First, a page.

A quartet of heavily stylized supernatural vignettes rendered in intensely saturated color, Masaki Kobayashi’s Kwaidan was the most expensive film in the history of Japanese cinema at the time of its release. Takemitsu turned out a score ambitious enough to match, channeling his ambivalence towards tradition into a mangled, strangled take on the folk sounds of his upbringing. Silence acts as a prominent texture, but in between the strained gaps are twisted shakahuchi lines, shrieking winds, ghostly metallic clangs, splitting wood, an occasional distant drum, Noh-style vocals recalling a storied mass suicide on a battle ship, and a whole lot of that biwa, played with such venomous ferocity that one can only wonder how many strings had to be replaced over the course of recording. Sparse, horrific, and very potent. Enjoy, and happy Halloween!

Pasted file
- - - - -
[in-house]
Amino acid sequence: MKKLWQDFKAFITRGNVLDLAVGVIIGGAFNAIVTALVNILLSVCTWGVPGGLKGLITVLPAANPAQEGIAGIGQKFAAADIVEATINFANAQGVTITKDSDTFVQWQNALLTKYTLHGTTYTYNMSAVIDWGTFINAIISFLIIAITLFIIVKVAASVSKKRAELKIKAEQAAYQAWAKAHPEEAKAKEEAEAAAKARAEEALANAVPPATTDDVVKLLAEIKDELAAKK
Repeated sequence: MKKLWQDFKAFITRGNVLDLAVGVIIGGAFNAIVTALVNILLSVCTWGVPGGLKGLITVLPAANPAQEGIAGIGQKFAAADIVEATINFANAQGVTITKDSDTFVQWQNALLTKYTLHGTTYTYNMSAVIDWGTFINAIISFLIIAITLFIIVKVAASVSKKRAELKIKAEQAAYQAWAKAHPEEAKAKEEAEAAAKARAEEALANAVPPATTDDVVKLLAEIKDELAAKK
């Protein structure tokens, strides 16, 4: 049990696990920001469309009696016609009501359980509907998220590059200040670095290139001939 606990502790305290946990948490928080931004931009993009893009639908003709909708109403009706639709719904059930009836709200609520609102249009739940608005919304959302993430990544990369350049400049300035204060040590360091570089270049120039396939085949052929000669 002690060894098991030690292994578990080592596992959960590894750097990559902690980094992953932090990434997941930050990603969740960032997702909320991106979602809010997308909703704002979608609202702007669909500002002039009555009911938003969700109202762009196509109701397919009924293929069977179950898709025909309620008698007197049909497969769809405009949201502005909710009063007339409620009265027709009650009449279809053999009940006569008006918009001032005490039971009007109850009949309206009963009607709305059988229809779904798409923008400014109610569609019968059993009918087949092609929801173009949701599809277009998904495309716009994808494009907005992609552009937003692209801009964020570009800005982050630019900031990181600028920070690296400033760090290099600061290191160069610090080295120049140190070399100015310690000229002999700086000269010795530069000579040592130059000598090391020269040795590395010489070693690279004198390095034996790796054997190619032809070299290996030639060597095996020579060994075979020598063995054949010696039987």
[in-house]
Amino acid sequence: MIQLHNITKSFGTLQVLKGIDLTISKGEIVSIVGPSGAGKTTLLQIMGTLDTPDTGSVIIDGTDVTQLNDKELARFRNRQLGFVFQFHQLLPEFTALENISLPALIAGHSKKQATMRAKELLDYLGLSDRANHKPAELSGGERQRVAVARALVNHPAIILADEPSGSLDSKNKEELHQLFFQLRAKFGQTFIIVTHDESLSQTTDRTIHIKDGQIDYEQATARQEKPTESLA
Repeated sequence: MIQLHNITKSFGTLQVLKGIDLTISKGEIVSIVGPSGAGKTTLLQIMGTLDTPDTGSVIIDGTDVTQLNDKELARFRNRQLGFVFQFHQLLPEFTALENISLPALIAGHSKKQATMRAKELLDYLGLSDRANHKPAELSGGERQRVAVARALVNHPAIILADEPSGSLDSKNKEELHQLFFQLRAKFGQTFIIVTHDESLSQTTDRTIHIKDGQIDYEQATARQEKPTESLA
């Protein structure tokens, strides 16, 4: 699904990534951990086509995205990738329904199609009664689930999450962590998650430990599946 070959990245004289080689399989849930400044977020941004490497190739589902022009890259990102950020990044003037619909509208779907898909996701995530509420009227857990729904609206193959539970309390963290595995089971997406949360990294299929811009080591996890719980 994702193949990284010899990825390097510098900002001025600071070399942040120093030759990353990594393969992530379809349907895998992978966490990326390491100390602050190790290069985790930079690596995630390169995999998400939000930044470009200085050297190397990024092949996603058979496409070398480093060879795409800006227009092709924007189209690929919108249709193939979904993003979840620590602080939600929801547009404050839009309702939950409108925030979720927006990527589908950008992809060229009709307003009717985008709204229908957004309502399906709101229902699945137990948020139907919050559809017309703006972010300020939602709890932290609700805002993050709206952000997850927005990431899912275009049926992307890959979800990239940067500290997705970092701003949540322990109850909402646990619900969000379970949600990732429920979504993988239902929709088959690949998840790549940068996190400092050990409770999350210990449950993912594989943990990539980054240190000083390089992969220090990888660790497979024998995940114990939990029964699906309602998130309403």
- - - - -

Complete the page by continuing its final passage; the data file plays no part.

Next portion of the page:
Odd that this is my first Ichiko Hashimoto post, given how much I admire her work–though her catalogue covers so much ground that it’s hard to know quite where to start. A trained jazz pianist, composer, and singer, Hashimoto was one half of Colored Music (friendly reminder that this record is so great), made a slew of ambitious solo records, performed with YMO, collaborated with Belladonna of Sadness composer Masahiko Sato, and scored an anime series, all while establishing herself as an powerful and singular composer, arranger, and producer. Though she’s worked across many genres, she’s maintained a signature proclivity towards gently sinister and avant-garde arrangements, and lugubriouis, pillowy vocals (her love of chanson-style singing pops up all over her discography, not just here).